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The open petition tool We the People is the single most effective attempt to engage the public by the White House under President Obama. It’s dead simple: create a petition on any topic you like: (“Legally Recognize Westboro Baptist Church as a Hate Group” has 356,860 signatures, while getting the president to do a coin toss at an Ultimate Frisbee game has 204). Collect enough signatures and the White House pledges an official response—even if your petition asks them to build a Star Wars-style Death Star.

Since We the People’s launch in 2009, 8.2 million users have contributed 13 million signatures on over 200,000 petitions. It’s a testament to the tool’s popularity that the threshold for triggering an official reply has been raised twice, from 5,000 to 25,000 to 100,000.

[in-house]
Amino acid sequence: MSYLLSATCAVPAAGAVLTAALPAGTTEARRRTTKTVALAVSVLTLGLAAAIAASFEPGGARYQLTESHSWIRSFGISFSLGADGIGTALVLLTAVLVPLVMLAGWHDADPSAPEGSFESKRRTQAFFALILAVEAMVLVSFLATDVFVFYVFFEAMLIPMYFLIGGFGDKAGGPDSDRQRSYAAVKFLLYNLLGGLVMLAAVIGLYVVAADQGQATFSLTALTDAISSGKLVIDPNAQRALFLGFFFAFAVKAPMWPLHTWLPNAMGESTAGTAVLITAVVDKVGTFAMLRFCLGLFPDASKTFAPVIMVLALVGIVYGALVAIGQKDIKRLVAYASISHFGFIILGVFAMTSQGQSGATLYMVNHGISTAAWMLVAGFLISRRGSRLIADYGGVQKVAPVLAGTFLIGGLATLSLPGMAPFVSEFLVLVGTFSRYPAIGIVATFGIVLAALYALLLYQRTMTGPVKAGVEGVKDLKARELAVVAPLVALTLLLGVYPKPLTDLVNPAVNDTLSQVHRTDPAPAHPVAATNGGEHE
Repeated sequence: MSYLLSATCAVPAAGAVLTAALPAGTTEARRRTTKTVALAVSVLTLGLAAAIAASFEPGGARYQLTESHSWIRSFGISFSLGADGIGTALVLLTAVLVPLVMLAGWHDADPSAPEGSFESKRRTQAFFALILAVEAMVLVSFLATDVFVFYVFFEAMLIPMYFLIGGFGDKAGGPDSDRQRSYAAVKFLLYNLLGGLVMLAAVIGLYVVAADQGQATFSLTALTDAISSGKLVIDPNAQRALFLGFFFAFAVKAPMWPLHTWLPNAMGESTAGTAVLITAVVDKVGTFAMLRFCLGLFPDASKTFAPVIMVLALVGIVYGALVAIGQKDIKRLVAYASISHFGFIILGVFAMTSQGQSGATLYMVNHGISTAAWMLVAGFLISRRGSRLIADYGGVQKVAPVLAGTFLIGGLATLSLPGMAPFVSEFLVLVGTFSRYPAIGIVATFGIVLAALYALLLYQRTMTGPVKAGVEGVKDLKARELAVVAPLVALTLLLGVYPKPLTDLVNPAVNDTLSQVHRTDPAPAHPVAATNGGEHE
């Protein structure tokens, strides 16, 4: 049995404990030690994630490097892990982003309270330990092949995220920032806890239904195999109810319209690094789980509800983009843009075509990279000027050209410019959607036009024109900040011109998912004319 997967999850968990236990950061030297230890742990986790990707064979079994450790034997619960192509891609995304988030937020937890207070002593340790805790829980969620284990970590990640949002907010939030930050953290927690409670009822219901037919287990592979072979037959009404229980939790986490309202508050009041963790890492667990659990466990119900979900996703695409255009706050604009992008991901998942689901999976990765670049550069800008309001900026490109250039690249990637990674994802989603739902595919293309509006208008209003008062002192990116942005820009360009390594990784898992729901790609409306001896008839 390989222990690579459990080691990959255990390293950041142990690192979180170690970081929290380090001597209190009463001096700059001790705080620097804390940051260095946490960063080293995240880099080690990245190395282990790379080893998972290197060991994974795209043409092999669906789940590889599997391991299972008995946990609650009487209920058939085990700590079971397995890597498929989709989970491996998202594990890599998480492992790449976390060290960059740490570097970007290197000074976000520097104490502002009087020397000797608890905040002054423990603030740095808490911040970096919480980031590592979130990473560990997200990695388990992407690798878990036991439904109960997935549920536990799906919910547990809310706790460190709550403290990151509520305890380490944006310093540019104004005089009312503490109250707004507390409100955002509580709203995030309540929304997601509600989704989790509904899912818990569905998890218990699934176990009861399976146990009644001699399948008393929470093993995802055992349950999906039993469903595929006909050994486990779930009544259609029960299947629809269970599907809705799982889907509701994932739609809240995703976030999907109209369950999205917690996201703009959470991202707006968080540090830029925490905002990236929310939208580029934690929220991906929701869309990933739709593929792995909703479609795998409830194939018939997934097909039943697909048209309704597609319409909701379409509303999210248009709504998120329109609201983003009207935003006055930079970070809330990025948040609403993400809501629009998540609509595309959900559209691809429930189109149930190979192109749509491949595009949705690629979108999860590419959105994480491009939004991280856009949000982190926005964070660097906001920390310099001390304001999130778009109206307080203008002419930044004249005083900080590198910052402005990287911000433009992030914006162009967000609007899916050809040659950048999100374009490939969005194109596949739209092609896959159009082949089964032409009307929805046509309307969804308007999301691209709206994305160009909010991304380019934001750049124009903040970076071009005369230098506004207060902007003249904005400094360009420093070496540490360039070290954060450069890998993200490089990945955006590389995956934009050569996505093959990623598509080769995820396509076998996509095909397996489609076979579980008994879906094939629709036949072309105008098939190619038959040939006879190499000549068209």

"It started because a lot of us had worked in online advocacy groups and saw a problem," says Macon Phillips, the White House Director of Digital Strategy. "There were many petitions out there, but the connection with the target wasn’t that strong."

Now the White House is opening up the We the People dialogue, with the official release today of a Read API that allows independent developers to create applications using petition data. On February 22, they held a hackathon in which developers from GitHub, Code for America, Blue State Digital, and more created apps like a Google alert-style petition tracker, and a mapper using zip codes provided by petition signers that shows how signatures spread across the country.

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